Are you saving for your retirement years? For many, a 401(k) allows them to benchmark and grow their retirement account. Unlike an individual retirement account (IRA) or a traditional 401(k), a solo 401(k) allows you to invest in much more than just mutual funds, bonds and stocks. Real estate, precious metals, private placements, renewable energy sources and many other alternative assets become available to investors through a solo 401(k). Because of these investment options, a solo 401(k), also known as a self-directed 401(k), gives you plenty of options that will help you diversify your portfolio. Like a traditional IRA or 401(k), however, a solo 401(k) is typically considered a tax-deferred account. Why? Because most individuals choose to use their pre-tax dollars to fund the account. However, there are certain situations in which a solo 401(k) account will owe taxes prior to a distribution at the age of retirement.
As with all other forms of income, the Internal Revenue Service (IRS) has established regulations that govern retirement accounts. Because solo 401(k), and a few other investment vehicles, are able to invest in business entities, the IRS recognized a potential loophole. To prevent this, the IRS establish the “Unrelated Business Taxable Income (UBTI) Rule.” (UBTI is referred to as an Unrelated Business Income Tax (UBIT) as well.) Defined under the Internal Revenue Code Section 512(a)(1), the UBTI Rule basically stated that income is to be treated as unrelated if the income generating activity is:
The three factors above are very important to understand. A business or trade, as defined by the IRS, is any activity that results in the generation of income through the sale of goods or providing of services. A regularly carried on activity is one that is occurs on a repetitive cycle. This even extends to seasonal activities, such as the sale of holiday postcards to raise money for a non-profit. The size and extent of an activity is important in the determination of a tax-exempt status. If an activity appears larger than necessary, the IRS is likely to treat is as unrelated. The IRS will examine the sale of each item in order to determine if it is considered “related” or “unrelated” and if the UBTI rule applies. Why does this mean your solo 401(k) may need to pay taxes? Let us take a look.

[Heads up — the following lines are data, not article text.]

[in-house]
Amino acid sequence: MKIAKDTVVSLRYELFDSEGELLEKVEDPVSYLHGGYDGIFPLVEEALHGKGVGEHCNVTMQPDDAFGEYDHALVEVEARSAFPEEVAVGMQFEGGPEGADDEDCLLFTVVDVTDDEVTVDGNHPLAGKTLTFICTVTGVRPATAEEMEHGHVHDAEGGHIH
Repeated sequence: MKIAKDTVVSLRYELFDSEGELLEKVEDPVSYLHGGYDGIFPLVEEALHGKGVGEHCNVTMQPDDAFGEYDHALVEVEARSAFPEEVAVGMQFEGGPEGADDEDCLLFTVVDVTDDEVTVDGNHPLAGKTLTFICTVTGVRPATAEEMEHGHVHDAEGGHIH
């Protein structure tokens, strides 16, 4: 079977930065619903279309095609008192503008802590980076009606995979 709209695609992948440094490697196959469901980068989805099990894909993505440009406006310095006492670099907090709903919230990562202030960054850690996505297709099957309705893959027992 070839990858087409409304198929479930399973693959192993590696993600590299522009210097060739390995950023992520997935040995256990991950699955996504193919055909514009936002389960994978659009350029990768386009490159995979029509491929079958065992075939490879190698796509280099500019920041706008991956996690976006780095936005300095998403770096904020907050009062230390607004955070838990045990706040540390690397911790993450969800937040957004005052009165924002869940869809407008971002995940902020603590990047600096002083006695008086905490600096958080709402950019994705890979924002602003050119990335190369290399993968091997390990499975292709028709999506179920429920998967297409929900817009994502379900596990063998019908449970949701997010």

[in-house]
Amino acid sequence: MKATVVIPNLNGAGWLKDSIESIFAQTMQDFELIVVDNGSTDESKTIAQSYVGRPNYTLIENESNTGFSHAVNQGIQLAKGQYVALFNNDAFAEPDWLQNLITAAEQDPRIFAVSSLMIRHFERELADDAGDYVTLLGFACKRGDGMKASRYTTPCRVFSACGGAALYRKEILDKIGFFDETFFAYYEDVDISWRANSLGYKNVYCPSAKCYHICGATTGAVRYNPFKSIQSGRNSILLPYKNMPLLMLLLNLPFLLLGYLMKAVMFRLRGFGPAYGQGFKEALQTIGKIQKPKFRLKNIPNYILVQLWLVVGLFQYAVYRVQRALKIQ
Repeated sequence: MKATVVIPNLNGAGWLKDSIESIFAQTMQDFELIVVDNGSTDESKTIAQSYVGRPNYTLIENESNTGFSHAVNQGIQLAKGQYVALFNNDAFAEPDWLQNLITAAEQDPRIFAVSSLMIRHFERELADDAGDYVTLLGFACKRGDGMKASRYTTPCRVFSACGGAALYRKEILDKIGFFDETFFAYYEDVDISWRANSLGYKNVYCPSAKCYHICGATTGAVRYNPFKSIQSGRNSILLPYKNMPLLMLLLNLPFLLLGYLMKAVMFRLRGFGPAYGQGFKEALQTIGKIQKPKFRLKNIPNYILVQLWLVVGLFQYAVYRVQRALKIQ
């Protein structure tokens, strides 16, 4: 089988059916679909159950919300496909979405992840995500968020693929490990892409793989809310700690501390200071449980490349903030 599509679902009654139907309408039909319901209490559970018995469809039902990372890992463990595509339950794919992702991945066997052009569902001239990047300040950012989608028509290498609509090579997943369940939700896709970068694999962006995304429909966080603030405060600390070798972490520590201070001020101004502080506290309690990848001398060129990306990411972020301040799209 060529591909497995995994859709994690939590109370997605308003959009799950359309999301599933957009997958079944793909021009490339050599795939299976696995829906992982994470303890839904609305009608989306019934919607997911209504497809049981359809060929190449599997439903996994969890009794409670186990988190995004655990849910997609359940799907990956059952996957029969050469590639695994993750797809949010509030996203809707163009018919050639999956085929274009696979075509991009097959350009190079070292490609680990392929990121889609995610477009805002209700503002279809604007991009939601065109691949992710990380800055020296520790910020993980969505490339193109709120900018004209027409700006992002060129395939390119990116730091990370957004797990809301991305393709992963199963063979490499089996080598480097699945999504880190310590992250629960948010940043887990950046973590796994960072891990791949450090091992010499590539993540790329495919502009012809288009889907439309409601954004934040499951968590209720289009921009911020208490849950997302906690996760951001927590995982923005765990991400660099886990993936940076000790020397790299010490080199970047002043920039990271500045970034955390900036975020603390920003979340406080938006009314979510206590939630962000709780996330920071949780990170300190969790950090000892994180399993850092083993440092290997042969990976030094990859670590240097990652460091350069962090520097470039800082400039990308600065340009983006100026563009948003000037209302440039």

Pass-through entities, such as a limited liability company (LLC), do not directly pay taxes. Instead, their income passes through them and to the entity that owns them. If an LLC is owned by an individual, that person pays those taxes as it is considered a personal income. However, many solo 401(k) owners opt to establish their own LLC’s, or other pass-through entities, in order to protect their investments and increase their capital. For more information, check out our previous piece on how to protect your assets with an LLC or other business entity. This is where the UBTI rule comes into play.
The UBTI tax is rather large. At 40%, most owners do try to avoid incurring this tax. If you own or invest in a C-Corporation, however, you are in luck. C-Corporations are not considered pass-through entities. They pay taxes every year. Because of this, they are exempt from the UBTI rule.
One of the many benefits of a solo 401(k) account can take out a non-recourse business loan. This is often borrowed from an individual or a business entity. A non-recourse loan is typically considered debt financing. This means the solo 401(k) is not subjected to paying UBTI taxes on any incomes generated through that loan. (An Unrelated Debt Financed Income (UDFI) is not subjected to the UBTI rule.) Therefore, if the solo 401(k) uses a non-recourse business loan to purchase real estate, instead of using a LLC directly, the owner will not have to pay that 40% UBTI tax on any income generated by that property!
The professionals at Royal Legal Solutions know how important it is to avoid violating tax regulations. We also know that you worked hard for your retirement finances and you deserve to keep as much of them as possible. If you would like to learn more about retirement accounts, like a solo 401(k), IRA Business Trust can help.
Scott Royal Smith is an asset protection attorney and long-time real estate investor. He's on a mission to help fellow investors free their time, protect their assets, and create lasting wealth.
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